In both cases above, the question really isn't about diagramming rules, but about syntactical rules. In particular, your question seems to be how we can tell the difference between the subject and the predicate nominative. If we simply followed word order, we would make many, many mistakes, and not only with regard to subject and predicate nominative, but with many other constructions. Note, e.g., John 4:24. Certainly PNEUMA is not the subject, even though it comes first in word order, right? Or how about Hebrews 1:10? Is ERGA the subject because it comes before hOI OURANOI? Or Mark 2:28? Is KURIOS the subject, or hO hUIOS?
As Mithril suggested, I think you would profit by reading Wallace's treatment of this subject in his grammar (pp. 40ff.), especially his treatment of the "pecking order" (pp. 44-46).
The key to distinguishing the subject from the predicate nominative is the general rule that the subject will be the known entity. The known entity (subject) will be distinguished from the predicate nominative in one of three ways: (1) The subject will be a pronoun (except for an interrogative pronoun), whether stated or implied in the verb. (2) The subject will be articular. (3) The subject will be a proper name. The "pecking order" comes into play if both the subject AND the predicate nominative possess one of these three tags. I'll let you read Wallace's treatment when you get a chance, and I'll comment briefly on the two examples you give.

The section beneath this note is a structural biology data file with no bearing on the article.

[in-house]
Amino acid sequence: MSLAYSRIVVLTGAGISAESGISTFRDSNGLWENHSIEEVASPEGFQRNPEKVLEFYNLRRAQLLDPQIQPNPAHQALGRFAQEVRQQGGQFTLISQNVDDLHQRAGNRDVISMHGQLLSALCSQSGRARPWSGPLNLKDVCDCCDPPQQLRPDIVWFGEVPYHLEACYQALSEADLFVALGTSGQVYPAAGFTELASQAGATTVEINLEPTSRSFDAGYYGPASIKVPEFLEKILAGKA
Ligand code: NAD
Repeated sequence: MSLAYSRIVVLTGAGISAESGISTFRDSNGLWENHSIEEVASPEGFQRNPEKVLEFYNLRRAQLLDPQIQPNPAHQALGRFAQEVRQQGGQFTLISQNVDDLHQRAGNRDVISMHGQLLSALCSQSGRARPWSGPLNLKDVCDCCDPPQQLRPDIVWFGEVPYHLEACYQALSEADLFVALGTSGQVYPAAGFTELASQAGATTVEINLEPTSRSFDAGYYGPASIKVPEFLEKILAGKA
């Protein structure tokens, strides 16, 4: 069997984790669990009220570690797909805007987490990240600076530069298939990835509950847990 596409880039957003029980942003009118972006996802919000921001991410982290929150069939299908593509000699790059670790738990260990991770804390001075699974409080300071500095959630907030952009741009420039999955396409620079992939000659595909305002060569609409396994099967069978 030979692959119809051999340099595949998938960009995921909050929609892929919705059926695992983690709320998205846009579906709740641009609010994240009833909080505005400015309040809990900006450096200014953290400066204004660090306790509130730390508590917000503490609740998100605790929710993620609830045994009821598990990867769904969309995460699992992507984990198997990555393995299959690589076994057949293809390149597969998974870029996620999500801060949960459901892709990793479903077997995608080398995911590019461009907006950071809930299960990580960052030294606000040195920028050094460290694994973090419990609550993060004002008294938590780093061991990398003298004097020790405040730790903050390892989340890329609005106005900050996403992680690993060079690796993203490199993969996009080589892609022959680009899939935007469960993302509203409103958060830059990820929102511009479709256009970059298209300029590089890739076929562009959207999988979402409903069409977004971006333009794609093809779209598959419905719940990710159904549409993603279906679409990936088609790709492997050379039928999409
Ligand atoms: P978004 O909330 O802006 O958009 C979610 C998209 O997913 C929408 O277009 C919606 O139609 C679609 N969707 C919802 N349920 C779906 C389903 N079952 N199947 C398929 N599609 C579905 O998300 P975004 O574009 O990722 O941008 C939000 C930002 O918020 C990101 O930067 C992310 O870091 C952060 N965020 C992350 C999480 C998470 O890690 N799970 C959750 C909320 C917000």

First, John 1:1. So which of the nominatives is the known entity here in the third clause? It is clearly hO LOGOS, since we find it expressed already in the first two clauses. In both cases it is the subject of the respective clause and there are no predicate nominatives to challenge it as the subject. It is already the known entity by the time we reach the third clause, and it has the article, so it is the subject. QEOS is explicative of hO LOGOS, the known entity, not vice versa. Often words are fronted in a clause for emphasis, which I believe is the case with QEOS here. See also Wallace's discussion of subset propositions on p. 45.
Second, 2 John 7: Once again, we must determine the known entity. That would be hOUTOS, since it refers back to the previously introduced hOI hOMOLOGOUNTES. So hO PLANOS and hO ANTICRISTOS are not the known entity, but rather explicate hOUTOS and its antecedent, hOI hOMOLOGOUNTES. The reason that a pronoun will be the subject is that it will normally refer to an entity already known. Wallace notes that personal, demonstrative, and relative pronouns function as the subject because they are a substitute for something already revealed in the context (a known quantity).
Hope this helps,